Teaching Notes - Teaching about 'What is NLP?'

This post is a continuation from my previous posts on teaching a 100-level undergraduate course called Language and Computers. As mentioned earlier, it is a very diverse class, and I use this textbook: Language and Computers by Marcus Dickinson, Chris Brew and Detmar Meurers. After finishing 4/8 topics in the textbook, I decided to take a break for 2 weeks from its content. One of these weeks was dedicated to introducing the general idea of Natural Language Processing and talking about typical tasks involved, where they are useful etc. 2nd Week mostly consisted of mid-term group presentations (totally enjoyed - more on them in the next post). So, what can we talk about NLP in a 100-level course? This post is my reflections on that.

In the very first or second class, I quickly described some NLP applications using a couple of examples. This week, I spent time discussing why these are hard problems. I first started talking about how language is diverse and ambiguous, and how computers may lack the world knowledge that humans have, which makes it difficult for them to understand human language. Examples of different ambiguities (of which some are confusing even to humans e.g., “I saw a man on the hill with a telescope”) was useful to get the point through (I think!). I also talked about some accessible NLP tasks such as word collocations, pattern extraction with regular expressions - that they are already familiar with, and mentioned about other tasks such as POS tagging, parsing, WSD, SRL, NER etc very briefly (not too the extent of intimidating!).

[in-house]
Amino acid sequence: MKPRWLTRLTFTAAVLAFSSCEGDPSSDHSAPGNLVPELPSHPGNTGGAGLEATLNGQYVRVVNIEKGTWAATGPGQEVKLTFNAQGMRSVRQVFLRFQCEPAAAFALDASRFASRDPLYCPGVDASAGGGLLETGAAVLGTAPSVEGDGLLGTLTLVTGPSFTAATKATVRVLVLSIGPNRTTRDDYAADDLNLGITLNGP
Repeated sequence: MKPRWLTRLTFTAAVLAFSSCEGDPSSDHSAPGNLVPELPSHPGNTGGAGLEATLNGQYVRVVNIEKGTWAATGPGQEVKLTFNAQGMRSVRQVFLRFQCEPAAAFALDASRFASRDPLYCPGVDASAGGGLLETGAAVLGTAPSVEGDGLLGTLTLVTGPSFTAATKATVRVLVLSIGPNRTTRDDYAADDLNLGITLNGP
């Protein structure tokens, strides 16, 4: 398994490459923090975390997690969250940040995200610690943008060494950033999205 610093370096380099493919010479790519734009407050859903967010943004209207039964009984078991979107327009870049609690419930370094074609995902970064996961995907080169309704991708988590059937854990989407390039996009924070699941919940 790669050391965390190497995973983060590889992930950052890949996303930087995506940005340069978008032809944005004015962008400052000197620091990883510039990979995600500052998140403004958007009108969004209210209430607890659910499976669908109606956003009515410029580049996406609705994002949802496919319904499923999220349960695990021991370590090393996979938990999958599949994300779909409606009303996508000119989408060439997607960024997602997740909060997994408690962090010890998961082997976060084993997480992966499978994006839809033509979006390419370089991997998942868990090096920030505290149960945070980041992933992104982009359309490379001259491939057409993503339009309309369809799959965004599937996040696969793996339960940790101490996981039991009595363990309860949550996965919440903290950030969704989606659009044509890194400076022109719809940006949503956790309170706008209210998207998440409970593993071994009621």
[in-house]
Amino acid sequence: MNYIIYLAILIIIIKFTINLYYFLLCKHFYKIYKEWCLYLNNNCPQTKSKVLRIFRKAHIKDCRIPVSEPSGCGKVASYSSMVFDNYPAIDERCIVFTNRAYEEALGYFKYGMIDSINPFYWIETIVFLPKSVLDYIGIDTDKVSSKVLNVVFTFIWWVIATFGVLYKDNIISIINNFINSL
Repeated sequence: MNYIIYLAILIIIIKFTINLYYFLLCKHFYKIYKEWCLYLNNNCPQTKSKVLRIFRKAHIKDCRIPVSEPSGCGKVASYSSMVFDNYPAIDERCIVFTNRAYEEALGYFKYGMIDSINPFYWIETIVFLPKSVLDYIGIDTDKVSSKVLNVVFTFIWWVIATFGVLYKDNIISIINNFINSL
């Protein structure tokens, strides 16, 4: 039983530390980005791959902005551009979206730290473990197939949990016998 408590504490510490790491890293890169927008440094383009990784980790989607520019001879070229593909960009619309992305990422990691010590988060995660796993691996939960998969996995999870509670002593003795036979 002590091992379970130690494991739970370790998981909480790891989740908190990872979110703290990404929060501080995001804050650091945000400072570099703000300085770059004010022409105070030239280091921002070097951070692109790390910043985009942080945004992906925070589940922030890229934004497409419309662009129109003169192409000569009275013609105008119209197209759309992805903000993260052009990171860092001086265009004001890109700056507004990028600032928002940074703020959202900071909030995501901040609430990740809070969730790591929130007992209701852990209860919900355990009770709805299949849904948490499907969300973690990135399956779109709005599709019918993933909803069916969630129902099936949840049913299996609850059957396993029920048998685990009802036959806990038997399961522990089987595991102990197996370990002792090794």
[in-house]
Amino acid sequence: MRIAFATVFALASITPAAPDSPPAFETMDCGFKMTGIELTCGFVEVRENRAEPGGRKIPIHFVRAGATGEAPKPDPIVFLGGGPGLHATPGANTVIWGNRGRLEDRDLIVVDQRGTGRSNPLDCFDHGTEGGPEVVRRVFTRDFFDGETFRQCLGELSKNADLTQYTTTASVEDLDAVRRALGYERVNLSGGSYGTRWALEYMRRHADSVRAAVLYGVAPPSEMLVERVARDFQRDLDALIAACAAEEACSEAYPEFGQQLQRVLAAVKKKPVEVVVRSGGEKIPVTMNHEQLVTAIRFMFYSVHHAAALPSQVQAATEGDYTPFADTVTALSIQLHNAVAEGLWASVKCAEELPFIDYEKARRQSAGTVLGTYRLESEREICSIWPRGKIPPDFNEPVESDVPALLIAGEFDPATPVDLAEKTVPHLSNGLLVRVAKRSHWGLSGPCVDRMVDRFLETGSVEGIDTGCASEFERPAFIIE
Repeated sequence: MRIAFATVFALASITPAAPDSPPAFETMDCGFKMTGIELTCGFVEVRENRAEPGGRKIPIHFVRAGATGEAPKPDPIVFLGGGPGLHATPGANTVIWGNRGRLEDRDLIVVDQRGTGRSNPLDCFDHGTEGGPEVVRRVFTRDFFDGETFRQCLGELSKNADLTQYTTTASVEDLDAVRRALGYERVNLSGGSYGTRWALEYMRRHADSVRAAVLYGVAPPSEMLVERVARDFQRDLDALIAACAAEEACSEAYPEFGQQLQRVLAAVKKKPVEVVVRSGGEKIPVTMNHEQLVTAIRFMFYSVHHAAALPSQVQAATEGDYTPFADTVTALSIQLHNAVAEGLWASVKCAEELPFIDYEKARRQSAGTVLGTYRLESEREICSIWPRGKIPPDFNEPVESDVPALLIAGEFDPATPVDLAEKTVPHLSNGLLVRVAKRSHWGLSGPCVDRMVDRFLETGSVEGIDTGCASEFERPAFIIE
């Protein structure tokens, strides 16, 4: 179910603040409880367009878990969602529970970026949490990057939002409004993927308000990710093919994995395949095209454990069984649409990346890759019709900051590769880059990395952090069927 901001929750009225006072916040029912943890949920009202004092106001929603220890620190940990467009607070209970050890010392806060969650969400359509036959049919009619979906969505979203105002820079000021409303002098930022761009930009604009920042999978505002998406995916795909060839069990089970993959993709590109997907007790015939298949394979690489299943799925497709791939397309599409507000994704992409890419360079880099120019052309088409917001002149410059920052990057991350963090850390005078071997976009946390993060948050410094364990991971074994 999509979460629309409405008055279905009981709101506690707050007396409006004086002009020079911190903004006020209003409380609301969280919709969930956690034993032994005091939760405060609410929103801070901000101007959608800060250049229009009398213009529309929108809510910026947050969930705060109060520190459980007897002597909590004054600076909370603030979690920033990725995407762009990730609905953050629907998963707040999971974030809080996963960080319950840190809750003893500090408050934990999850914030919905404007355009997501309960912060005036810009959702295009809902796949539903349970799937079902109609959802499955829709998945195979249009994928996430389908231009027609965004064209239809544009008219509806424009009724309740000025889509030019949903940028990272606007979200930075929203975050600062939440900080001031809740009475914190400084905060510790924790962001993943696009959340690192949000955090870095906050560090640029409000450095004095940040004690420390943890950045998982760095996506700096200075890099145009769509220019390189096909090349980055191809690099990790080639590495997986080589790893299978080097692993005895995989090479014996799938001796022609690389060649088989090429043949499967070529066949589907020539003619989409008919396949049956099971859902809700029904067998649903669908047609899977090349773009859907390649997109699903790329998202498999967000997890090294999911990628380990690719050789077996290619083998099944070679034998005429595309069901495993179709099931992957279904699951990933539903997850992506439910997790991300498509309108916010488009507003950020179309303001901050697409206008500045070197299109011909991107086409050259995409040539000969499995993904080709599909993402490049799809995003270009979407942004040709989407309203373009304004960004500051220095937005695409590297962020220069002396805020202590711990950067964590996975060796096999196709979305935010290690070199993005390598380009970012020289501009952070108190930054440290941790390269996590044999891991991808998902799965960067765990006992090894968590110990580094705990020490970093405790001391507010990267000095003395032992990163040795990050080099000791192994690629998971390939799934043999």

I then briefly touched upon how these kind of problems with language can potentially be solved using some examples. The NACLO problem BrokEnglish and Madly Ambiguous game from OSU helped me illustrate how seemingly simple things need to be considered carefully when making a computer do that. The Madly Ambiguous game was also very useful in talking about how a computer deals with ambiguity, as they had a nice writeup on that part. I actually cannot believe I showed Word2vec visualizations in a 100 level course - some people were atleast nodding, and they are not all from CS background. So, something worked, at least.

How should I do this next time? I think I should perhaps look for more demos such as Madly Ambiguous first. Absolutely loved using it as a pedagogical tool, and the students also seemed to have understood better. Also, perhaps I should take one application everyone uses (e.g., Siri like thing), and talk about all these different tasks, instead of talking about them one by one.

Written on October 21, 2017